South Coast Public School Students have been left without classes today as Public and Systemic Catholic School teachers strike.
Teachers and school staff met in Littleton gardens in Bega and at the Batemans Bay Soliders Club from 10am this morning (Thursday June 30), to demand fairer pay and conditions.
President of the NSW Teachers Federation Angelo Gavrielatos said one major reason for the industrial action is the increasing staff shortages in areas like the South Coast.
“The (state) Government has falied to act therefore we were left with no option, together with the Independent Education Union and Catholic School teachers to take industrial action,” Mr Gavrielatos said.
“We have a teacher shortage crisis in NSW that the government has known about for far too long but worst still has failed to act on it,” he said.
“We have around 2,000 teacher vacancies across NSW, that’s a 67% increase in the number of vacancies the same time last year.”
The union has raised serious concerns about teacher shortages with recent figures showing more than 30 vacant positions in the state electorate of Bega.
Pam Smith from the IEU was one of today’s speakers in Batemans Bay and said teachers and support staff deserved fairer pay and more time to do their job.
“Pay Teachers what they’re worth, give support staff a fair deal, let teachers teach, cut the paperwork and the admin and allow time for planning and preparation.”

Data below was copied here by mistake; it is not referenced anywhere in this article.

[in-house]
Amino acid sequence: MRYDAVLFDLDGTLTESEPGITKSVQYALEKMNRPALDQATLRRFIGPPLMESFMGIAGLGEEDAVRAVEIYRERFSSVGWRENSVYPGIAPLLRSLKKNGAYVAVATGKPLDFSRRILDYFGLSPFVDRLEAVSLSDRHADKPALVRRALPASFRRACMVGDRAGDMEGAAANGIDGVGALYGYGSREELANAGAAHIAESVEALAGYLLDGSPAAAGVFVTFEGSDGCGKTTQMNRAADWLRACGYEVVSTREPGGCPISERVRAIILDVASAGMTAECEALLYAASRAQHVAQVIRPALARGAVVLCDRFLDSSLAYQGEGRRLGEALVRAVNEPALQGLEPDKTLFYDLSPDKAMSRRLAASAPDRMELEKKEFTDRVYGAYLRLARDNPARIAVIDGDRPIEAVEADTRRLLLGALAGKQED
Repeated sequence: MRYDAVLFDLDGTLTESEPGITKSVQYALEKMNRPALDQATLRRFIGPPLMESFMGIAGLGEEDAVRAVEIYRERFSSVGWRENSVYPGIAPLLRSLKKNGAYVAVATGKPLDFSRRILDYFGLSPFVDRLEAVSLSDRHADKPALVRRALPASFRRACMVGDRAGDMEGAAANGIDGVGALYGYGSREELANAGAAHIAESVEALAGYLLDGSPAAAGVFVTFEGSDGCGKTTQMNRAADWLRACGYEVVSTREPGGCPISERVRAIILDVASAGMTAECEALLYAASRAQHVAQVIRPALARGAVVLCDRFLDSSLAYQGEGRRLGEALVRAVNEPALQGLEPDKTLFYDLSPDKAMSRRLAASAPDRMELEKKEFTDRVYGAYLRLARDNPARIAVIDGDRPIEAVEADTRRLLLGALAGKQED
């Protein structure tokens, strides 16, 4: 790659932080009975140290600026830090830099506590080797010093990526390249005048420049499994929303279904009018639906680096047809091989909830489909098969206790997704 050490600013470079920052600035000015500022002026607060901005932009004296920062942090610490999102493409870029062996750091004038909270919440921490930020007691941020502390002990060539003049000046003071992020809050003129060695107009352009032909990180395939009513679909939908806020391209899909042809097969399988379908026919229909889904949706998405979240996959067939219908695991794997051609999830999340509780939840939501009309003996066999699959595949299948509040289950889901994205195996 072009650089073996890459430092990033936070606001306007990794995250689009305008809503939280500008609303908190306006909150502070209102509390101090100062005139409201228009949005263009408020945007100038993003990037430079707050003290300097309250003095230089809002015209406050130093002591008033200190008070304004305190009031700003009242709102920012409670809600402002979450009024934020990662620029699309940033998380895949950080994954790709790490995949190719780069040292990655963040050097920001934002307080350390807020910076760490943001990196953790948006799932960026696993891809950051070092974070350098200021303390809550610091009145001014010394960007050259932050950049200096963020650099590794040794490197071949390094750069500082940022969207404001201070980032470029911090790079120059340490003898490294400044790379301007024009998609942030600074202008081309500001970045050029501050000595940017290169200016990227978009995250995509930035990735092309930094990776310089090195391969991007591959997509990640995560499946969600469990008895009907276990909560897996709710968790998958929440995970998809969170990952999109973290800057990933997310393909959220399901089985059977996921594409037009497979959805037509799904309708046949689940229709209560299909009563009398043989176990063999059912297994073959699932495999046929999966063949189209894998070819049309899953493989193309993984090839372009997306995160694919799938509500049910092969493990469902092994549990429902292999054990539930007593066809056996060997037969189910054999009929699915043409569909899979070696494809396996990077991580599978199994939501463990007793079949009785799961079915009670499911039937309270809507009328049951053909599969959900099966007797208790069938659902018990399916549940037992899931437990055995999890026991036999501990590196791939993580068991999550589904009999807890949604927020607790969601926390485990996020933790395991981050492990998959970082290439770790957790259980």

NSW Teachers Federation Country Organiser, Wayne Donnovan, said the teacher shortage gripping the state, was not fair on teachers or students.
“I work with 106 schools in my patch (in South East NSW) and all of my schools from Eden, Bombala, Bega, Moruya and Batemans Bay, they are all experiencing teacher shortages in their schools,” Mr Donnovan said.
“Every time I visit a school, all I hear about is the fact that we’ve had so many classes split, kids with minimal supervision, year 12 students in our schools along the South Coast who are not getting the teachers that they need for their final year of study, that is not fair,” he said.
“Kids in our schools are not getting the education they deserve.”
The NSW Teachers Federation and Independent Education Union agreed unanimously earlier this week to hold their first joint action in more than 20 years on Thursday (June 30).
It comes after a number of public school teacher strikes in Term 2 this year and in December 2021, and the first full day strike by Catholic school teachers in 18 years back in May 2022.
The Diocesan Catholic school Education group of Canberra & Goulburn said they support employees’ right to take protected industrial action in pursuit of a new enterprise agreement but they are concerned about further potential disruption to students and the school community.
A NSW Department of Education spokesperson said parents and carers want their children in school and no one needs another day out of the classroom, especially after the challenges of COVID, and the previous strike in Term 2.
They said the NSW Government recently announced a boost to the salary of public sector workers under its wages policy.
Premier Dominic Perrottet announced the public sector wage cap would be lifted from 2.5 per to 3 per cent.
But the NSW Teachers Federation wants a pay rise of between 5 and 7 per cent.
Image Credit: Grace Heffernan, Bertie Fagan / East Coast Radio